Federal IT professionals are predicting a surge in telework adoption over the next two years, and many say agencies are offering above average IT programs to enable the mobile workforce, according to a new survey by Telework Exchange, Riverbed and Swish Data.
The survey of 152 federal IT professionals in February 2012 found that agencies are prepared for the "mobility storm," with 59 percent saying they expect more regular teleworkers over the next two years and 45 percent saying they expect more part-time mobile workers during that time. Respondents also estimated that mobile device usage will grow by 20 percent between now and 2013.
Federal IT professionals estimated that roughly 21 percent of the federal workforce is teleworking and 22 percent are part-time mobile workers. That is a sharp increase over previous participation levels, which were 5.2 percent in 2009, the most recent year federal telework data is available.
Overall, 85 percent of agencies have a portion of their workforce on telework agreements, and 83 percent of agencies have part-time mobile workers, the study found. The majority (47 percent) of IT professionals grade their agencies as a B on telework readiness, while 18 percent gave their agencies an A grade and 35 percent graded their agency a C or below.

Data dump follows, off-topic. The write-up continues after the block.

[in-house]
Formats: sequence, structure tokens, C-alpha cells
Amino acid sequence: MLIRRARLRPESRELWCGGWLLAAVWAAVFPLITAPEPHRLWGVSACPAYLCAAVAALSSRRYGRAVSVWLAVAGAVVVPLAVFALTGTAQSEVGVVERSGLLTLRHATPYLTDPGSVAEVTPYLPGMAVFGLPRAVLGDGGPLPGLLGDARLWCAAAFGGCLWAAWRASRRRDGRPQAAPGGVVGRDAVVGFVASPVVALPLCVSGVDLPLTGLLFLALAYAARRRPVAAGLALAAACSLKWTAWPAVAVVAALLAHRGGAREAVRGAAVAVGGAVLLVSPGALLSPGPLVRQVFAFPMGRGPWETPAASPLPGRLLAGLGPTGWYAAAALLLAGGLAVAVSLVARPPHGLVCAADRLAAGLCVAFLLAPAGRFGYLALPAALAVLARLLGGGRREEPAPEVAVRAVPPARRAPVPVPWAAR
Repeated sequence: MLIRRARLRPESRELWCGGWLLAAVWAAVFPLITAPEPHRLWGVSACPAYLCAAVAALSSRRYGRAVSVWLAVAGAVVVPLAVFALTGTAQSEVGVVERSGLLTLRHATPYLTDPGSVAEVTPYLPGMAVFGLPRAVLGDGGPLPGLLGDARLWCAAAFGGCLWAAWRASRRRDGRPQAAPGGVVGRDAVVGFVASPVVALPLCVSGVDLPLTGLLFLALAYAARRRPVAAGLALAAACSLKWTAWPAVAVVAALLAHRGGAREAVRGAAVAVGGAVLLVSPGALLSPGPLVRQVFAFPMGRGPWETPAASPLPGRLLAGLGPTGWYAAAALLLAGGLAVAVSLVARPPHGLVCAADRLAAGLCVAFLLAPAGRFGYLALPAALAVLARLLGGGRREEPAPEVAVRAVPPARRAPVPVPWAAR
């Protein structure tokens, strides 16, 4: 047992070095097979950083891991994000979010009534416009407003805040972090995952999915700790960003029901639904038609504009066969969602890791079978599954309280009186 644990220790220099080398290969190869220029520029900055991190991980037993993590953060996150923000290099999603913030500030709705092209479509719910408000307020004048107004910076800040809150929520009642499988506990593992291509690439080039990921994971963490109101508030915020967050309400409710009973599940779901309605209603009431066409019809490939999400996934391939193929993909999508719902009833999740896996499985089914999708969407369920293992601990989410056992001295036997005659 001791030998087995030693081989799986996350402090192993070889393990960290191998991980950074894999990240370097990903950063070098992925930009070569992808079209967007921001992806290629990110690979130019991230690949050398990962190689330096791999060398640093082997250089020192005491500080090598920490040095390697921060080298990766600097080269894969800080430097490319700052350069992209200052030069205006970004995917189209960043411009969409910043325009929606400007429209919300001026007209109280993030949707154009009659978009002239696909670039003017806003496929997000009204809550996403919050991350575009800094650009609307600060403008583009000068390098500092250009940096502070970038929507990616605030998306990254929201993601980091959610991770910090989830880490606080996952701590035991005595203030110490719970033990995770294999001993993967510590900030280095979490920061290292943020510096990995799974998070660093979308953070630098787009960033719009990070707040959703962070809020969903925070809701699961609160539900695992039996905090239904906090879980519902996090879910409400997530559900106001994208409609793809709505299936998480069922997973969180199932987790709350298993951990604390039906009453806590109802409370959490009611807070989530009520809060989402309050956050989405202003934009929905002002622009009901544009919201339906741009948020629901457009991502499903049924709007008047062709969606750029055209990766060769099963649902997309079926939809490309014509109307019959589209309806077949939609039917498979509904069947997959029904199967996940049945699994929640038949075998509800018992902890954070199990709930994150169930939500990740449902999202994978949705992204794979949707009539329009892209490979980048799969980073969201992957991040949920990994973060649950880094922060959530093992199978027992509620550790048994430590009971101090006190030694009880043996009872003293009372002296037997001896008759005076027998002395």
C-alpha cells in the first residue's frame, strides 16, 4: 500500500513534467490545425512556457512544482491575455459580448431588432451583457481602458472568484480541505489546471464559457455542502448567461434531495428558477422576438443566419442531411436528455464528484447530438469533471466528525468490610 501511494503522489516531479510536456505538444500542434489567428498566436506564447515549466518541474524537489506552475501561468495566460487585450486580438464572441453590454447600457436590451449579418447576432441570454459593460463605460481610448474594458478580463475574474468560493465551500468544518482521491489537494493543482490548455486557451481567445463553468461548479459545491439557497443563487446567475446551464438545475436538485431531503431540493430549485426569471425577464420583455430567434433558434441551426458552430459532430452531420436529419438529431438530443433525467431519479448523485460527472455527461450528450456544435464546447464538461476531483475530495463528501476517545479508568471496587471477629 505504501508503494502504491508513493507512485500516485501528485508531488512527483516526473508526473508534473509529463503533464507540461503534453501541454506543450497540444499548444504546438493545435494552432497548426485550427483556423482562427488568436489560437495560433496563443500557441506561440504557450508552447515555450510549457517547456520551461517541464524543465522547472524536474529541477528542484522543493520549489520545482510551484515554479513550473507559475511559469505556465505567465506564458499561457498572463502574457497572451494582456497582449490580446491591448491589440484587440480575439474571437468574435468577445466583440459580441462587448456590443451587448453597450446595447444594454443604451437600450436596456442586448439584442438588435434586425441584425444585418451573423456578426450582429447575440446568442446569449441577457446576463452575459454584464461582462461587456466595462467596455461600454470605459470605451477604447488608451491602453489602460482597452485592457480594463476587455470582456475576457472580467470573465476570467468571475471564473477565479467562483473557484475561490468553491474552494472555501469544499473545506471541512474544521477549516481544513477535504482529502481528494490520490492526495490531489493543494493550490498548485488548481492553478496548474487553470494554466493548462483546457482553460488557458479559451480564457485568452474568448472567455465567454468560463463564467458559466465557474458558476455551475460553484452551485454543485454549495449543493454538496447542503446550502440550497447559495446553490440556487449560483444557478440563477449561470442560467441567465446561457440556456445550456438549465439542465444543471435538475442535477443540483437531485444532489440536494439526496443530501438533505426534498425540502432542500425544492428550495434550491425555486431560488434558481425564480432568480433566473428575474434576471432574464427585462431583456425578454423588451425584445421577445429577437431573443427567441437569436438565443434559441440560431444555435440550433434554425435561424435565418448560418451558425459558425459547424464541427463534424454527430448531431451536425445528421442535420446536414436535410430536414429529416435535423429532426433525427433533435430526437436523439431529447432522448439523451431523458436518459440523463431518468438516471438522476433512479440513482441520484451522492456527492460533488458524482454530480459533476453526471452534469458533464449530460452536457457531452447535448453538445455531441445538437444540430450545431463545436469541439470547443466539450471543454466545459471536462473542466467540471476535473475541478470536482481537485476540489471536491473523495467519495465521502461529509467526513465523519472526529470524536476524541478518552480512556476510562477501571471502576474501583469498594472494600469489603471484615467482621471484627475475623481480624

And while many teleworkers are footing the bill for such mobility thanks to the Bring Your Own Device, or BYOD, trend, 65 percent of federal IT professionals said agencies are still offering above average IT programs to enable telework and the mobile workforce. The top five tools offered by agencies with above average programs were laptops (82 percent), smartphones (54 percent), remote desktop access (43 percent), instant messaging tools (42 percent) and video/Web conferencing (33 percent), the survey found.
But even with more agencies embracing the BYOD concept, most are still not reimbursing teleworkers for work-related tools and technologies. Sixty-four percent of respondents said their agency does not reimburse teleworkers for Internet service expenses, and roughly 60 percent said teleworkers foot the bill for printing supplies and work-related mobile apps.
Meanwhile, more feds are warming up to the idea that telework can actually increase productivity among workers, the study found. For example, when asked about the key drivers for agency telework, 46 percent of respondents said improved workforce productivity and improved employee work/life balance, 31 percent said improved business continuity, 26 percent said reduced IT management costs and 24 percent said improved security.
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